- weddings (full, partial, and day of services.)
- private events (birthdays, retirement, baby showers, holiday parties, etc.)
- corporate and non-profit (meetings, retreats, gala, fundraisers, luncheons, etc.
The time has finally come, and you're ready to take that next step...meeting the parents and even more meeting the family. With all the stress, excitement, appointments, payments, and checklist that come along with your wedding planning; how could you forget that the families need to meet? Many people are stressed at the thought of two families meeting at the wedding, so it is best to establish an informal and fun way for them to meet before the occasion. Here are two ideas to get them together and have a little fun while doing it.
1. Have a luncheon. Most families enjoy gathering around the table to laugh and talking about the past (which may be embarrassing to you, but they mean well), share pictures, and their most memorable moment with you.
2. Invite them to an overnight trip. Ok ok...I know you think I am crazy, but in most cases people accept offers to an overnight trip to escape the worries that they are having back home. Therefore they will make sure this short getaway is as stress-free as possible. In preparation for this trip bring games that require team effort or for them to work in pairs.
Post-wedding blues and how to avoid them
After months of planning and looking forward to your wedding day, it is only natural to feel a little sad and flat once it is over. Usually, the sombre notes are short lived as the pleasure and joy of being married takes hold and you begin to look forward to a brand-new phase of life together.
Unfortunately, for some, the transition from being single to married is not nearly so smooth. Today 1 in 10 brides fall prey to a condition known as Post-Nuptial Depression, which makes sufferers feel desperately low, aimless and disconnected from their newly married state. To them, life after the wedding seems mundane and meaningless with nothing to look forward to and it can be a struggle to even get out of bed. In severe cases the black cloud can linger for up to six months making for a miserable start to married life.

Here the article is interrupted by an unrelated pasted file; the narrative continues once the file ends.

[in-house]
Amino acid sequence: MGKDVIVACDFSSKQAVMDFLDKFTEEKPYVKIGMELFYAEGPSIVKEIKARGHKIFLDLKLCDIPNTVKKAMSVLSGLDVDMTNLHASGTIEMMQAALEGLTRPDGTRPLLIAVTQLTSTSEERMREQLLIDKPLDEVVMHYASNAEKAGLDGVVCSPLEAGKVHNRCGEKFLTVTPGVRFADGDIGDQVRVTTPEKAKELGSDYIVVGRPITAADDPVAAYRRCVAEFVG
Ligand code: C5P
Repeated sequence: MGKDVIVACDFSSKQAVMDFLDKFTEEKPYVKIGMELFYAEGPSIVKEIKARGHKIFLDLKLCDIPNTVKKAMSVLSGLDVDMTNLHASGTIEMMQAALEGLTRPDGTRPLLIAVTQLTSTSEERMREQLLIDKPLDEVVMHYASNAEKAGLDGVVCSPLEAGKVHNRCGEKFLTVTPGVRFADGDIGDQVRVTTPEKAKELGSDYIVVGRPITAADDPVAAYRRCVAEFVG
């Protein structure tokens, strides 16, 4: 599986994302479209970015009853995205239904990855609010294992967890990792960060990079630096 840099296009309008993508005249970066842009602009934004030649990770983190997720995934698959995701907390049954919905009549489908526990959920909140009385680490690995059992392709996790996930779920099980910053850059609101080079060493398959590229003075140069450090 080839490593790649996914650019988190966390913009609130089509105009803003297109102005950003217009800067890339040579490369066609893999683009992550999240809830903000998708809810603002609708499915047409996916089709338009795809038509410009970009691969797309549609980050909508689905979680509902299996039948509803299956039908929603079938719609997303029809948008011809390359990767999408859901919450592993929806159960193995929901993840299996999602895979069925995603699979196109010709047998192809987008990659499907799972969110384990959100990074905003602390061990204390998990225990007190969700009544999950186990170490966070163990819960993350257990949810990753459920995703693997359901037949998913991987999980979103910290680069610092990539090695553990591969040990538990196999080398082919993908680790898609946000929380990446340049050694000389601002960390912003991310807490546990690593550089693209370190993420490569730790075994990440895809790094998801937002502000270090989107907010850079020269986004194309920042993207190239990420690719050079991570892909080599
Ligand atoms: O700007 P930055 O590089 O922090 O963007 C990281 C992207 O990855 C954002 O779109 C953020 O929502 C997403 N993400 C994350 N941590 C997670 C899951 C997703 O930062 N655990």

The good news is that you don’t have to leave it to fate. You can make sure that you don’t become a candidate for the Post Wedding Blues by following these top ten tips.
1. Adopt a healthy and helpful perspective. First and foremost your wedding is about the ceremony that officially unites you as a couple and commemorates this landmark in your life. Everything else is secondary to that.
2. Create balance. Wedding planning can be fantastic fun but not when it becomes an obsession. Plan your day and prepare yourself in equal measure. Open your heart and mind to all the changes that you face.
3. Broaden your focus. Living only for your wedding day means you face a dramatic loss when it has passed. The months before you marry and the first 12 months after are significant and special too. Cherish and celebrate the entire experience.
4. Tune into yourself. Allocate regular, private relaxation time to honestly acknowledge your thoughts and emotions and release anything that feels uncomfortable or negative. Write it down, share it and discuss it- anything but suppress it. Your courage now will reward you richly later.
5. Get some clarity. Ensure that you are absolutely clear about what you are doing, why you are doing it and what it means to you, and identify your intentions for getting married. Deep contemplation is calming and a clear mind brings inner confidence.
6. Release your single identity. Getting married is a major life transition and in order that you can complete it successfully, you need to be prepared to let go of your single life and single way of being so that you can happily embrace your new married status.
7. Go through the process. You face a phase ‘in limbo’, when you are no longer single but not yet married, which can throw you. You may feel unsure, lost, confused-it’s just part of the Rite of Passage. Acknowledge it-let it happen. Fighting it only magnifies the feelings that sit within you to return at a later date.
8. Allow for a period of adjustment. Feeling married and behaving married takes time. It is an attitude, a way of being that grows and develops. Take the pressure off yourselves and look forward to getting into the groove of being married at your own pace during the first twelve months.
9. Arrange things to look forward to. Your first year of marriage is special so make it memorable. Hold post wedding dinner parties for friends and family and look at photographs/filming together. Book some short trips away and spoil yourselves as a couple to help you come down gently from the high of your wedding.
10. Live in the moment. Let your wedding day be something to look forward to but steer clear of a fixated countdown. Instead, practise being in the present and get the most out of all that is happening around you so when your day comes, you will know how to experience it in real time and savour every minute.
And when it’s over, you won’t be afraid to let it go, because you know that life’s magic only happens in the here and now. The action, the drama, the passion and love can only exist in the present moment, and if your mind is elsewhere, you’ll miss it!
CREDITS: The Wedding Path http://www.weddingpath.co.uk/wedding-blues